1472-6882
DOI:
10.1186/1472-6882-14-39
Keywords:
Cognitive interviews; Questionnaires; Expectations; Low back pain; Acupuncture; Chiropractic; Massage therapy; Yoga
Version:
Final published version
Additional Links:
http://www.biomedcentral.com/1472-6882/14/39

Full metadata record

DC FieldValue Language
dc.contributor.authorSherman, Karenen
dc.contributor.authorEaves, Emeryen
dc.contributor.authorRitenbaugh, Cherylen
dc.contributor.authorHsu, Clarissaen
dc.contributor.authorCherkin, Danielen
dc.contributor.authorTurner, Judithen
dc.date.accessioned2016-05-20T09:05:13Z-
dc.date.available2016-05-20T09:05:13Z-
dc.date.issued2014en
dc.identifier.citationSherman et al. BMC Complementary and Alternative Medicine 2014, 14:39 http://www.biomedcentral.com/1472-6882/14/39en
dc.identifier.doi10.1186/1472-6882-14-39en
dc.identifier.urihttp://hdl.handle.net/10150/610365-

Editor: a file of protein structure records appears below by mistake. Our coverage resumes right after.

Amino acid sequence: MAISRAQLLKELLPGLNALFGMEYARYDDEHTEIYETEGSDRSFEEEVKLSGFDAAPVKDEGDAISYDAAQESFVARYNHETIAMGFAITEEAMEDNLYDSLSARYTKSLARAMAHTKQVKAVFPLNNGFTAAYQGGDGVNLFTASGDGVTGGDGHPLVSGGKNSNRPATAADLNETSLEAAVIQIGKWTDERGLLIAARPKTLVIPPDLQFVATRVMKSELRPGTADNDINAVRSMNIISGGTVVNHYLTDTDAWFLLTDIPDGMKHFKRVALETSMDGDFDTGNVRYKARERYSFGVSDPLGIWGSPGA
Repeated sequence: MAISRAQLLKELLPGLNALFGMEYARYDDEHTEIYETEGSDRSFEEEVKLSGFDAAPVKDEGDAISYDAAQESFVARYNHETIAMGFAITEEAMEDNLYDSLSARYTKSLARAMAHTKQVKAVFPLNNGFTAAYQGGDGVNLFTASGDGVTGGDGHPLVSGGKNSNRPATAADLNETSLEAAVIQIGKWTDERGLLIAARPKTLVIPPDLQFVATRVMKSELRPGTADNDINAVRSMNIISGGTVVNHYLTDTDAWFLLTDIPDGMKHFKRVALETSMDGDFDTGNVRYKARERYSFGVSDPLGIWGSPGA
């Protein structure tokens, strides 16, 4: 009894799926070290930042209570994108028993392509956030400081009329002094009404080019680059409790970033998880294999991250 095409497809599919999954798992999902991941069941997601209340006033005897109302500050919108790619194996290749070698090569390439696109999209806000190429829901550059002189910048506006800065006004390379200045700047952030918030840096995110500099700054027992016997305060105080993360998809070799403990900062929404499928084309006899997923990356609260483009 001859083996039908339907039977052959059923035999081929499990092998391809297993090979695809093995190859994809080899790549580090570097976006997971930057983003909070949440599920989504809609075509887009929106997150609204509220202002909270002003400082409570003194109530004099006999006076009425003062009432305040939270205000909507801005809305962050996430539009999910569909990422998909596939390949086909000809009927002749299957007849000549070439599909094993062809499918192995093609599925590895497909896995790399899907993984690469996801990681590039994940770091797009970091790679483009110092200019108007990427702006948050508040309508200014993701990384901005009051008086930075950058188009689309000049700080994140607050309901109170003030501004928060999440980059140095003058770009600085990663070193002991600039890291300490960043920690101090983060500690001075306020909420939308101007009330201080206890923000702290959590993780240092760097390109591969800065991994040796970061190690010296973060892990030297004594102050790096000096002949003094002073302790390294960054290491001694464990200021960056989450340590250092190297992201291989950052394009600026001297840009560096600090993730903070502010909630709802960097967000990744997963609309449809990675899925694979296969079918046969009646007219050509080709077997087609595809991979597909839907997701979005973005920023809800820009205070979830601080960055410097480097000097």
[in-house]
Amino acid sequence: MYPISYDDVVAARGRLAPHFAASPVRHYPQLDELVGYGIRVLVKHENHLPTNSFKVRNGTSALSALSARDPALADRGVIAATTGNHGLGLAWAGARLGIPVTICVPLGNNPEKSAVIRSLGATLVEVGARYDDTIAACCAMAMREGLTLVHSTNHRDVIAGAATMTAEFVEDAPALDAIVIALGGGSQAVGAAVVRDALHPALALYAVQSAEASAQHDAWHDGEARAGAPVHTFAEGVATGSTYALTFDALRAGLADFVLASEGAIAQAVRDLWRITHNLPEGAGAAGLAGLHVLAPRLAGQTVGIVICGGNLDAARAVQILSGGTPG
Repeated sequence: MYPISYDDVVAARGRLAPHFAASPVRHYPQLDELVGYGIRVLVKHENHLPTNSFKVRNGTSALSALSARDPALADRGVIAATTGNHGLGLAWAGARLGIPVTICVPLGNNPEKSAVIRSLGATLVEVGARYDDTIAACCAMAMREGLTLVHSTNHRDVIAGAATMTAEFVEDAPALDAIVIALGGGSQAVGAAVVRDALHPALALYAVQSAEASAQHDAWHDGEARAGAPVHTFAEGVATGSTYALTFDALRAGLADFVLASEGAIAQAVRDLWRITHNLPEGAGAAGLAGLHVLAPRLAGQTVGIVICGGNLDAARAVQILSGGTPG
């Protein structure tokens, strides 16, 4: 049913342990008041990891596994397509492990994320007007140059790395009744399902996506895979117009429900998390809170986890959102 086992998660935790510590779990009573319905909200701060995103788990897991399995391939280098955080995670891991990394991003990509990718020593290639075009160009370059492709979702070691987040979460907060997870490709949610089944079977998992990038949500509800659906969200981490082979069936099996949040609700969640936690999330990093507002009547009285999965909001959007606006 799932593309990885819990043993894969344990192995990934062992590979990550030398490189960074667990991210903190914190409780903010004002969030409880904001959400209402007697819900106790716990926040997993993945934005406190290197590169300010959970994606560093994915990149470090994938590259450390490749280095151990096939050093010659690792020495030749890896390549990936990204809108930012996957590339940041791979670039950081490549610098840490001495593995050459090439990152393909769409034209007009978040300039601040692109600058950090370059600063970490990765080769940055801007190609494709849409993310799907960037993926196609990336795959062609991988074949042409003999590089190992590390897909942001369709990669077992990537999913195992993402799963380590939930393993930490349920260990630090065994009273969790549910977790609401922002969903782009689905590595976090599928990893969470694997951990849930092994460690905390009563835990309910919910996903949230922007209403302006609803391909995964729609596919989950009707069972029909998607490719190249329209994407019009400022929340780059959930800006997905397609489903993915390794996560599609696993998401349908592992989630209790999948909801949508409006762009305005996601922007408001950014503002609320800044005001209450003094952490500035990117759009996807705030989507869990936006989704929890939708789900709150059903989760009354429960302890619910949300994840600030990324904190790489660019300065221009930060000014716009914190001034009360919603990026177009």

dc.description.abstractBACKGROUND:No consistent relationship exists between pre-treatment expectations and therapeutic benefit from various complementary and alternative medicine (CAM) therapies in clinical trials. However, many different expectancy measures have been used in those studies, with no validated questionnaires clearly focused on CAM and pain. We undertook cognitive interviews as part of a process to develop and validate such a questionnaire.METHODS:We reviewed questions about expectations of benefits of acupuncture, chiropractic, massage, or yoga for pain. Components of the questions - verbs, nouns, response options, terms and phrases describing back pain - were identified. Using seven different cognitive interview scripts, we conducted 39 interviews to evaluate how individuals with chronic low back pain understood these individual components in the context of expectancy questions for a therapy they had not yet received. Chosen items were those with the greatest agreement and least confusion among participants, and were closest to the meanings intended by the investigators.RESULTS:The questionnaire drafted for psychometric evaluation had 18 items covering various domains of expectancy. "Back pain" was the most consistently interpreted descriptor for this condition. The most understandable response options were 0-10 scales, a structure used throughout the questionnaire, with 0 always indicating no change, and 10 anchored with an absolute descriptor such as "complete relief". The use of words to describe midpoints was found to be confusing. The word "expect" held different and shifting meanings for participants. Thus paired items comparing "hope" and "realistically expect" were chosen to evaluate 5 different aspects of treatment expectations (back painen